As a consequence of my search for a turbulent space that is prone to
mutability, I began experimenting in 1987 with a new kind of text I call
simply computer holopoetry. Because I write computer holopoems in a process
of stereoscopic synthesis, as opposed to the well known method of optical
recording I use for my other holopoems, they allow me to manipulate each
element of the text with more precision. I believe that computer holopoems
will let me write texts in which the viewer, just by looking at words and
letters, dislocates them from their position in a space zone. The unsettling
choreography of my previous texts gains a new motion factor in addition
to the "quantum leaps" and the optical fusions that occurred
before between two or more zones in space. I can now write pieces in which
the reader perceives animated fragmentations and actual metamorphosis within
a single zone, or I can incorporate these and other new possibilities into
hybrid poems that integrate the optical and the digital. With computer
holopoems I hope to extend the solubility of the sign to the verbal particles
of written language, the letters themselves, widening the gamut of rhythms
and significations of the text.
My writing process can be outlined as follows: 1) generation and manipulation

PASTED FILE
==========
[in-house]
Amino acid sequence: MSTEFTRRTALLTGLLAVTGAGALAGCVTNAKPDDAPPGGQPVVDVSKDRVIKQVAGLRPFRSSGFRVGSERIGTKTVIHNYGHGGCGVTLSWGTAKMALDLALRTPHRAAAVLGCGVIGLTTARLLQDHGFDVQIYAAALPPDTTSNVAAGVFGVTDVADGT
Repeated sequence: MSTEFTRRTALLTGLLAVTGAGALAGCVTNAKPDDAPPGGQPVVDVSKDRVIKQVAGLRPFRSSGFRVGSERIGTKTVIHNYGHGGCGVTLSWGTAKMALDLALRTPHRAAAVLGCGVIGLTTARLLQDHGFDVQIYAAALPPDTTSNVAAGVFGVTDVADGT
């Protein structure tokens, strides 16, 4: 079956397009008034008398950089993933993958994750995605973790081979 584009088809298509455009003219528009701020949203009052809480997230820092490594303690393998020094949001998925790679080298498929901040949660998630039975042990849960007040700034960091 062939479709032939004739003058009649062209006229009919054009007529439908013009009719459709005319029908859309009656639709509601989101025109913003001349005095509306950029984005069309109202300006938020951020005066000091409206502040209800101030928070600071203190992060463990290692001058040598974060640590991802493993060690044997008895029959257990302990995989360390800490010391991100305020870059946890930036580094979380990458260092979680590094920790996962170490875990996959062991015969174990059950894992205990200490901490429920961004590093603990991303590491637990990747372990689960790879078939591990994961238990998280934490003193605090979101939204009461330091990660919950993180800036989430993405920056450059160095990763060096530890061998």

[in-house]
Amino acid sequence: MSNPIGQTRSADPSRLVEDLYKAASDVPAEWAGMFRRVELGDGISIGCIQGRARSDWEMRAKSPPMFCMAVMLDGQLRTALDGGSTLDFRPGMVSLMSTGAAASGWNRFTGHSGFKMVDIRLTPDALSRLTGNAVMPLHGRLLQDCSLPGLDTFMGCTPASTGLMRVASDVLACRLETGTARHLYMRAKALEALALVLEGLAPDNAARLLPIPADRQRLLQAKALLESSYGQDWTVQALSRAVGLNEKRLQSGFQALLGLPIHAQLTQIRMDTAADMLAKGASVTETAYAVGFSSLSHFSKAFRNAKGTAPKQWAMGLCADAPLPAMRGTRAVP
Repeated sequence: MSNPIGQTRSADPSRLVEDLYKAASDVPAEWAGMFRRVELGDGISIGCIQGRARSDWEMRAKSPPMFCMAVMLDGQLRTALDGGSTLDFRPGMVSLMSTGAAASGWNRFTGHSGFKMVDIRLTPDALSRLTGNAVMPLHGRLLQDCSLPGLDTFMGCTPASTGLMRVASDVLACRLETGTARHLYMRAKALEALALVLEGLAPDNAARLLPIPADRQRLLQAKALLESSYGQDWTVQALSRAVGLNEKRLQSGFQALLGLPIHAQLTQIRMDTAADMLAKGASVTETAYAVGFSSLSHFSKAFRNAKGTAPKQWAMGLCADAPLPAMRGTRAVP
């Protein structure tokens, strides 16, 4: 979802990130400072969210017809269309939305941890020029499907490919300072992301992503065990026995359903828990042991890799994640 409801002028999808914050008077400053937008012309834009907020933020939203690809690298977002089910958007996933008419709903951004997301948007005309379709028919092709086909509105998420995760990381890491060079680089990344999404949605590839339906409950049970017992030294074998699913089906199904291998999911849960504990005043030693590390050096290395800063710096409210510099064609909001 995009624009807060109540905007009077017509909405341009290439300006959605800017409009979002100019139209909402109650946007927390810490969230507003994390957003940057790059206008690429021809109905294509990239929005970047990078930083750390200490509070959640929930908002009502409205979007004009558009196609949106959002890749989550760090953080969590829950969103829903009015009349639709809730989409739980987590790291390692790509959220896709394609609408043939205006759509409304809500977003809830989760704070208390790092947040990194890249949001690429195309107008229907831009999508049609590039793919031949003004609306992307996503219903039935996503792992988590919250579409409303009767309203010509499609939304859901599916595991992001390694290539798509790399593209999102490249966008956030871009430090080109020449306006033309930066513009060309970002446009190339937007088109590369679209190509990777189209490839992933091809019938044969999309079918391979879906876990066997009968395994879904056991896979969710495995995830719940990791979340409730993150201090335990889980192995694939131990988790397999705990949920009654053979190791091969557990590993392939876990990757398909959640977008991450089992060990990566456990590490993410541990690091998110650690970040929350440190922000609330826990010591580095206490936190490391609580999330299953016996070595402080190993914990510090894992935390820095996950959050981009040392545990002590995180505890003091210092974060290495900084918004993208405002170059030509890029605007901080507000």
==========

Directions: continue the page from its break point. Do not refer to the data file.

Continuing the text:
with digital tools of the elements of the text on the simulated space of
the computer "world" by means of a raster or vector-based software
(this step could also be referred to as the modelling stage); 2) study
and previous decomposition of the multiple visual configurations the text
will eventually have; 3) rendering of the letters and words, i.e., assignment
of shades and textures to the surface of the models (texture maps can be
invented at will and shadows can be avoided in situations where they would
necessarily exist if we were dealing with tangible models); 4) interpolation,
i.e., creation of the animated sequences, which are now stored as a single
file on the memory of the computer (this stage could also be referred to
as "motion scripting"); 5) exportation of the file to an animation
software and editing of the sequences (including post-manipulation of the
elements of the text); 6) frame-accurate sequential recording on film of
the individual scenes, which correspond to discrete moments of the text;
7) sequential recording of the individual scenes on a laser hologram and
8) final holographic synthesis achieved by transferring the information
stored on the laser hologram to a second hologram, now viewable in white
The first computer holopoem I created in Chicago was Multiple
(1989), in which the sequence of numbers 3309 is seen floating in space.
As the viewer moves past the numbers, they rotate around a pivot point,
changing to an abstract pattern and then to the word POEM (and vice-versa);